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  • FlorinJ commented on VEKSIR's instructable Reclaimed Pallet Fish Tank Stand6 months ago
    Reclaimed Pallet Fish Tank Stand

    Some pallets are chemically treated in a way that makes their wood unsafe for indoor use. Did you look into this?

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  • FlorinJ commented on bjkayani's instructable Outdoor Pizza Oven7 months ago
    Outdoor Pizza Oven

    Ehem ... someone from yet another end of the world here.No need for firebricks and refractory mortar. In my part of the world, traditional bread ovens are pretty much unchanged since Roman antiquity: a heavy build of regular fired bricks and clay - no cement. The clay is left to dry for months, after the oven is built, then, upon the first firing, the heating is slow and progressive, until the oven, in spite of its thick walls (up to 16"/40cm) can't be touched. The inside becomes a compact mass of low-fire ceramics, the outside hardens just enough to resist wear. The only way to damage such an oven, besides a bulldozer, is to throw a bucket of water into the fireplace when the oven is glowing hot. (And it bakes like no modern oven does.)My point: if the oven in this ible survived i...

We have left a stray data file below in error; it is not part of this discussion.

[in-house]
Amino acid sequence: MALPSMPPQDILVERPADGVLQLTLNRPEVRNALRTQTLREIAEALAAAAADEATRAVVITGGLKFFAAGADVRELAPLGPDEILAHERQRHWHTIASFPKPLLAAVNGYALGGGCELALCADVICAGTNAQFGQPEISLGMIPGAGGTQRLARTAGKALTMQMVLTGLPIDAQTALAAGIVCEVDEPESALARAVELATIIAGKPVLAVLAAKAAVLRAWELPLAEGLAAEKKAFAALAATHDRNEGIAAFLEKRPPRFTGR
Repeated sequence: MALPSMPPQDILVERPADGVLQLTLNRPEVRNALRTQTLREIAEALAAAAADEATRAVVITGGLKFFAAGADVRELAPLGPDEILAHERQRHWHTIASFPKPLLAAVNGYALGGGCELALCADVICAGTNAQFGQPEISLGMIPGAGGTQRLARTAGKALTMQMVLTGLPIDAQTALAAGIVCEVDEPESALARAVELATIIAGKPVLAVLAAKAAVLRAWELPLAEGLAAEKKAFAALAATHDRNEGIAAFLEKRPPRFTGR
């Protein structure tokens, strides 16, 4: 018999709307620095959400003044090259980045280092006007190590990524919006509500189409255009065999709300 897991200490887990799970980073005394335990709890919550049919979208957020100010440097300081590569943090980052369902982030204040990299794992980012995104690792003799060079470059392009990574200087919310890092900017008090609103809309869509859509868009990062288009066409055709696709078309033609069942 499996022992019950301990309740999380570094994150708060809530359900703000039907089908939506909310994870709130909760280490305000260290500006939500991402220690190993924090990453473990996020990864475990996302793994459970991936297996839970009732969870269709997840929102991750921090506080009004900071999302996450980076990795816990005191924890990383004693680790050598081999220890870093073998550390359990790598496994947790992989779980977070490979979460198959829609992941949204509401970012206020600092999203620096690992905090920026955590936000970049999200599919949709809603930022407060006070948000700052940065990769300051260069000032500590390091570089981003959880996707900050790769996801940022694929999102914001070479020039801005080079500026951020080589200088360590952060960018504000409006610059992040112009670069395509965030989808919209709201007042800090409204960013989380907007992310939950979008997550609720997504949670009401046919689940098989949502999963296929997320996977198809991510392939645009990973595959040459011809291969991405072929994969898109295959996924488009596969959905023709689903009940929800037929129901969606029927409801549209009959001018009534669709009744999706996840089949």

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    Ehem ... someone from yet another end of the world here.No need for firebricks and refractory mortar. In my part of the world, traditional bread ovens are pretty much unchanged since Roman antiquity: a heavy build of regular fired bricks and clay - no cement. The clay is left to dry for months, after the oven is built, then, upon the first firing, the heating is slow and progressive, until the oven, in spite of its thick walls (up to 16"/40cm) can't be touched. The inside becomes a compact mass of low-fire ceramics, the outside hardens just enough to resist wear. The only way to damage such an oven, besides a bulldozer, is to throw a bucket of water into the fireplace when the oven is glowing hot. (And it bakes like no modern oven does.)My point: if the oven in this ible survived its first firing, the mud probably partially became low fire ceramics, and the oven is now pretty much safe to use. Just make sure it's dry before firing it, or heat it up slowly, so humidity can leave the oven walls without cracking them.

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  • FlorinJ commented on fixthisbuildthat's instructable 5 Ways to Print on Wood7 months ago
    5 Ways to Print on Wood

    How about laser printing the mirrored image on transparent foil, then gluing with a completely transparent glue and the image on the inside? You would not need to apply lacquer and the actual print would be protected from the elements.

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  • FlorinJ commented on manuelmasc's instructable HDPE Blocks From Plastic Bottles8 months ago
    HDPE Blocks From Plastic Bottles

    Don't worry, they are also easier to scratch and then they'll no longer be easier to clean :-) OTOH, you can always make new ones with only the cost of the gas/electricity to re-heat the old ones.Pressing the melted HDPE into more complex shapes to make a bathroom mat was my first thought, though, so I can understand why you made tiles out of them.